Need a book? Engineering books recommendations...

Return to index: [Subject] [Thread] [Date] [Author]

Re: Plan check

[Subject Prev][Subject Next][Thread Prev][Thread Next]
A plan checker "can" do just about anything that they want to do.  In a
situation such as this, you may want to:

1) Find out if the plan checker is acting alone in the judgment, or if
it is a rule in a local jurisdiction.  Some jurisdictions may outlaw
certain types of construction or materials based on some bad experiences
that occurred locally.  That is perfectly reasonable and legal for the
jurisdiction to do.

2) Discuss it further with the plan checker.  Before trying anything
else, can you present additional documentation to the plan checker
showing that what you want to do will be safe and effective?  Is there a
research report or journal article that you could provide?  Have other
projects in the area successfully used the material?  Since you are
dealing with a material, the supplier's local representative will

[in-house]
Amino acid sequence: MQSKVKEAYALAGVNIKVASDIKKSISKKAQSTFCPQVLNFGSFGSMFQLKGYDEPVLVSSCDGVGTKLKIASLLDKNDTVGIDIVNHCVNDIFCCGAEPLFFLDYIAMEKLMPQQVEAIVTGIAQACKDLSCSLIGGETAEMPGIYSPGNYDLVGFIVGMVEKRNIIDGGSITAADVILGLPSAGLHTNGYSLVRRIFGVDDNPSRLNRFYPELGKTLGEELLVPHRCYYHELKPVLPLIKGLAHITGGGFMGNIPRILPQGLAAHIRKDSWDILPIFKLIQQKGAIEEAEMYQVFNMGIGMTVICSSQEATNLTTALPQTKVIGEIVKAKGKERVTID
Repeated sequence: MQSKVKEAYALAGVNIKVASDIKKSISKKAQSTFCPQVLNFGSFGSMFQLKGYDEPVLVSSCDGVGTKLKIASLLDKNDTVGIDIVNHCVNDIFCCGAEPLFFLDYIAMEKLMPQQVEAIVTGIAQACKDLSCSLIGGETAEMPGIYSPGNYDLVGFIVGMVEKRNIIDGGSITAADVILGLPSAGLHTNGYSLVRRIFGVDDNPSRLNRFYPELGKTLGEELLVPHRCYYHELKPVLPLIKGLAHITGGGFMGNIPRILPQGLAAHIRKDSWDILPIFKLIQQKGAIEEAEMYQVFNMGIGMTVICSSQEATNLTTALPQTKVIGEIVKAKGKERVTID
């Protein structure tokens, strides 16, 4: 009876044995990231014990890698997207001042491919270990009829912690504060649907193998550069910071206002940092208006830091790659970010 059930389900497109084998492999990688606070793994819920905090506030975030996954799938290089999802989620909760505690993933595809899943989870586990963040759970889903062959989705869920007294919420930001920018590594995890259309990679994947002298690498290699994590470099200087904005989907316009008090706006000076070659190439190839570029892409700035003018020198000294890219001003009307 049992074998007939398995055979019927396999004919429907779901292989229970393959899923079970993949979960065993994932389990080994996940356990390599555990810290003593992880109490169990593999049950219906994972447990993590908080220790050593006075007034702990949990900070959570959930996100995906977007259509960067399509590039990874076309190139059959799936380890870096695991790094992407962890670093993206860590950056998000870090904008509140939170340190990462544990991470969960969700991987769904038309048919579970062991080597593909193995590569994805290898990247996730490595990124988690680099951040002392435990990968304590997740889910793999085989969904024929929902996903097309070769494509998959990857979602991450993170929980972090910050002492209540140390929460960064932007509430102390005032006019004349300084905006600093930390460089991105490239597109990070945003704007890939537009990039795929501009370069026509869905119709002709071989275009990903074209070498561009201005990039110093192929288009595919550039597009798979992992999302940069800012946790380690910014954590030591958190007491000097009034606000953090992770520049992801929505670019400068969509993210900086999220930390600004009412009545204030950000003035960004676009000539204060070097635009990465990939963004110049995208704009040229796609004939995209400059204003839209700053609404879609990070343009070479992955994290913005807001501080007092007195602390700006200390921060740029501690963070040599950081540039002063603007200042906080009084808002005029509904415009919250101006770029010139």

probably be happy to supply you with information and references.  In
many cases, the plan checker just wants to see that you have thoroughly
thought out your design approach.

3) If reasoning with the plan checker fails, try appealing to the plan
checker's supervisor, or the building official in charge.  If you are
dealing with a large city (or even a small city that hired a large plan
checking firm), there may be a couple layers of management to carry
discussions through.  If you have some evidence that your design is good
(see item #2), this approach may be successful.  The plan checker should
be reminded that as the engineer of record, all of the liability is
yours and none is theirs in such a matter.  If you are dealing with a
small city using a small plan checking outfit, you may have little
recourse if item #2 fails.

4) As a last possible resort, you may want to talk to the developer.  If
they are influential within the local jurisdiction, they may be able to
exert their influence with the city.

Remember, if you completely satisfy the code, have a safe design, and do
not violate any local jurisdictions, then what you are trying to do is
not unreasonable, so do not be afraid to push a little.  In some cases,
though, success may not be possible.  Now and then, even the most
reasonable approach will be rejected, so having a back-up approach ready
is a good idea.

Paul Crocker

John Buchanan wrote:

> I have a general question regarding the plan
> checking.
> can a plan checker arbitrarily disallow a material
> from being used? The material is approved for use
> in the UBC and CBC. But the plan checker has
> decided not to allow the use of the material.
> john buchanan